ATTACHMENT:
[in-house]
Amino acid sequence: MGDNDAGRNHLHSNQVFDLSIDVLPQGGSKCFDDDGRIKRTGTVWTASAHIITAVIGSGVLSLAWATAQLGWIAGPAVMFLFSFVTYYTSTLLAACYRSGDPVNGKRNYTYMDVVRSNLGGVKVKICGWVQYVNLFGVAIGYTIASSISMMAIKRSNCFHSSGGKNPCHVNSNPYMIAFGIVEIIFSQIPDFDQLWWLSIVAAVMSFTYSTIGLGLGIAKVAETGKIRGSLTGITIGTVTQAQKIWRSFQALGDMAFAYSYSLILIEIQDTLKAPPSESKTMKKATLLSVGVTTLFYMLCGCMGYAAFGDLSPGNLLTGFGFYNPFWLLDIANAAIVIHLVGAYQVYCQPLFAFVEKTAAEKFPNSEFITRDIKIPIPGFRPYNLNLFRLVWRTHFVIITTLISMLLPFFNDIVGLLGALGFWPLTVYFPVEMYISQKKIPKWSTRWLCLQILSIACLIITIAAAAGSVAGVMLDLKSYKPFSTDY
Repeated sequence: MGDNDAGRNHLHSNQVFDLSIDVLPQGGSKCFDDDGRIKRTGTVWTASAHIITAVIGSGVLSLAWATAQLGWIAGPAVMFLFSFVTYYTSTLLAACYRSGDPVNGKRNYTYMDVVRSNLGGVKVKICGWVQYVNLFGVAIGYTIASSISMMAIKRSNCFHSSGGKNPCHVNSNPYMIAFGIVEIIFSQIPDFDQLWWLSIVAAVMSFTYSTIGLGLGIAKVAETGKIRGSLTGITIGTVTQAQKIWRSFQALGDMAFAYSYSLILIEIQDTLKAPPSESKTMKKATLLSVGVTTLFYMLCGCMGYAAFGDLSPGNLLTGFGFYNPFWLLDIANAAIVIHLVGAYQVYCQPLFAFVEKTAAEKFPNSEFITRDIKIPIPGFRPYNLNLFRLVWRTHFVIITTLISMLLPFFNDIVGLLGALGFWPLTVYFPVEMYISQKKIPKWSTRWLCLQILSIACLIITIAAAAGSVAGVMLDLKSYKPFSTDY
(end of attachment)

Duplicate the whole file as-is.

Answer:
[in-house]
Amino acid sequence: MGDNDAGRNHLHSNQVFDLSIDVLPQGGSKCFDDDGRIKRTGTVWTASAHIITAVIGSGVLSLAWATAQLGWIAGPAVMFLFSFVTYYTSTLLAACYRSGDPVNGKRNYTYMDVVRSNLGGVKVKICGWVQYVNLFGVAIGYTIASSISMMAIKRSNCFHSSGGKNPCHVNSNPYMIAFGIVEIIFSQIPDFDQLWWLSIVAAVMSFTYSTIGLGLGIAKVAETGKIRGSLTGITIGTVTQAQKIWRSFQALGDMAFAYSYSLILIEIQDTLKAPPSESKTMKKATLLSVGVTTLFYMLCGCMGYAAFGDLSPGNLLTGFGFYNPFWLLDIANAAIVIHLVGAYQVYCQPLFAFVEKTAAEKFPNSEFITRDIKIPIPGFRPYNLNLFRLVWRTHFVIITTLISMLLPFFNDIVGLLGALGFWPLTVYFPVEMYISQKKIPKWSTRWLCLQILSIACLIITIAAAAGSVAGVMLDLKSYKPFSTDY
Repeated sequence: MGDNDAGRNHLHSNQVFDLSIDVLPQGGSKCFDDDGRIKRTGTVWTASAHIITAVIGSGVLSLAWATAQLGWIAGPAVMFLFSFVTYYTSTLLAACYRSGDPVNGKRNYTYMDVVRSNLGGVKVKICGWVQYVNLFGVAIGYTIASSISMMAIKRSNCFHSSGGKNPCHVNSNPYMIAFGIVEIIFSQIPDFDQLWWLSIVAAVMSFTYSTIGLGLGIAKVAETGKIRGSLTGITIGTVTQAQKIWRSFQALGDMAFAYSYSLILIEIQDTLKAPPSESKTMKKATLLSVGVTTLFYMLCGCMGYAAFGDLSPGNLLTGFGFYNPFWLLDIANAAIVIHLVGAYQVYCQPLFAFVEKTAAEKFPNSEFITRDIKIPIPGFRPYNLNLFRLVWRTHFVIITTLISMLLPFFNDIVGLLGALGFWPLTVYFPVEMYISQKKIPKWSTRWLCLQILSIACLIITIAAAAGSVAGVMLDLKSYKPFSTDY